Gabriel Ayala – breaking ground and stereotypes with a classical masterpiece

Author:
Updated:
Original:

VIRGINAI BEACH, Va. – Gabriel Ayala is a one-man symphony of sound. He is a classical guitarist, who’s new CD – “Portraits” - released by Canyon Records Explorer Series is bound for success. The arrangements, the depth of emotion and feeling contained within these songs is immense.

Gabriel Ayala plays the guitar the way Michelangelo had painted the Sistine Chapel.

But the creation of “Portraits” is more than just another CD released by an American Indian artist. Canyon Records created the Canyon Explorer Series with Ayala in mind to break new ground and to dispel long held stereotypes of Native people.

Canyon Records has been specializing in the production of all types of American Indian music since 1951. But the production of non-traditional music has not been the mainstream.

According to Canyon, “We are intrigued by a wide range of music, we created the Canyon Explorer Series to explore music from beyond traditional Native America emphasizing two genres: Classical Series (performed by Native artists) and World Music (from cultures outside North America.)”

Ayala’s classical guitar CD “Portraits” is part of the Canyon Explorer Classical Series.

His way with the guitar is incredible. When listening to his arrangements the movements of his fingers can be heard, and the feeling of being transported to another place is felt. After listening to the album one is left knowing with absolute certainty this is a man who definitely knows how to play.

But the regard for Ayala’s music was not always this way. At age 14, Ayala nearly threw away his guitar that had been in his closet. Ayala remembers the guitar he put away without ever even trying.

“I put it in my closet for about a year. My mother told me to sell it and keep the money. I told her, ‘You know one day I’m going to be a famous guitar player, I can’t sell it.’ She was like, ‘Whatever.’

“Finally I got money for strings, somebody helped me string it, I strummed it and I was like wow, I found my voice. From then on I was addicted to it.”

At 15, Ayala found himself in the world of MTV and Rock and Roll. He knew then he wanted to be a famous rock star.

“It was really easy for me to grasp the concept of reading music because I had already played other instruments. I was bored. I was wondering if there was more of a challenge and my teacher introduced me to classical. It was harder note reading. You have to use your right hand, all fingertips instead of a pick. I was like ‘man, this is harder than rock and roll!’”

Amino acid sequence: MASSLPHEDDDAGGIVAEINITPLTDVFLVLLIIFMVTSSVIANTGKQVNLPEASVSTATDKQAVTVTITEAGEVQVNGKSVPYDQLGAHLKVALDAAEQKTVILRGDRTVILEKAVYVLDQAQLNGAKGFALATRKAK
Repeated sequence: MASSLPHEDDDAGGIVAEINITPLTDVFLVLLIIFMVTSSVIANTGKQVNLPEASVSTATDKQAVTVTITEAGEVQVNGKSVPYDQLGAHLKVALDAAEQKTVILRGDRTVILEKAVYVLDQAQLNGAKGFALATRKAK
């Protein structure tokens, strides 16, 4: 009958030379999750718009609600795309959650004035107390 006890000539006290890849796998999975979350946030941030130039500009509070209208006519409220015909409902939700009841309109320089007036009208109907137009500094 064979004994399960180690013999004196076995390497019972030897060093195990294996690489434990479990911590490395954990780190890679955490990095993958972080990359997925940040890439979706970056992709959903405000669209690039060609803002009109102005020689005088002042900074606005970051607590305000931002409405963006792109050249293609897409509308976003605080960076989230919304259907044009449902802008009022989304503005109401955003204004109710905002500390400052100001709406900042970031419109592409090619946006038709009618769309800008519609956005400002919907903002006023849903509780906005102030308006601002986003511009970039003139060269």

Ayala went to community college, and found himself way behind in guitar skills. Most classically trained guitarists start guitar as early as six years old. To add insult to injury, Ayala’s audition only warranted a teaching major instead of musical performance.

Infuriated, Ayala practiced every waking moment. “I practiced 8-10 hours a day. If I had 10 minutes between classes, I would practice for 10 minutes.”

Ayala’s persistence paid off, eventually he was given the regard as a talented player. He transferred to Texas A&M and served as a faculty member for his community college.

Ayala was then awarded a full graduate scholarship for a Master’s Degree at the University of Arizona in Tucson.

Before he attended, Ayala met with heartache. He had just moved to Tucson and his apartment was not yet ready. Forced to sleep in his Bronco, he discovered a close family member had died before his entrance examination.

He almost quit and went back home – but a family member didn’t let him. “I was in a Motel 6, and I called my uncle. He said ‘you can’t come home. I won’t let you.’”

Ayala was accepted and finished his education with a 4.0 average. He began to attend competitions and perform in small concerts. He was constantly bombarded with requests to put out his music. He relented and released his first self-titled album in 2003. Later, after working on it for two years, he released a Christmas album titled, “I’ll be Home for Christmas.” His third CD was an album entitled “Tango!” which was released in 2008.

Eventually Canyon Records invited Gabriel to record and he was offered a contract. “Portraits” is his first release through Canyon.

Ayala comes to the forefront of native culture erupting with the idea that stereotypes need no longer exist for indigenous people. He is successful with “Portraits.”

For information on Gabriel Ayala’s CD – “Portraits” you can visit Canyonrecords.com or call (800) 268-1141.

For more information on Gabriel Ayala you can also visit www.ayalaguitarist.com.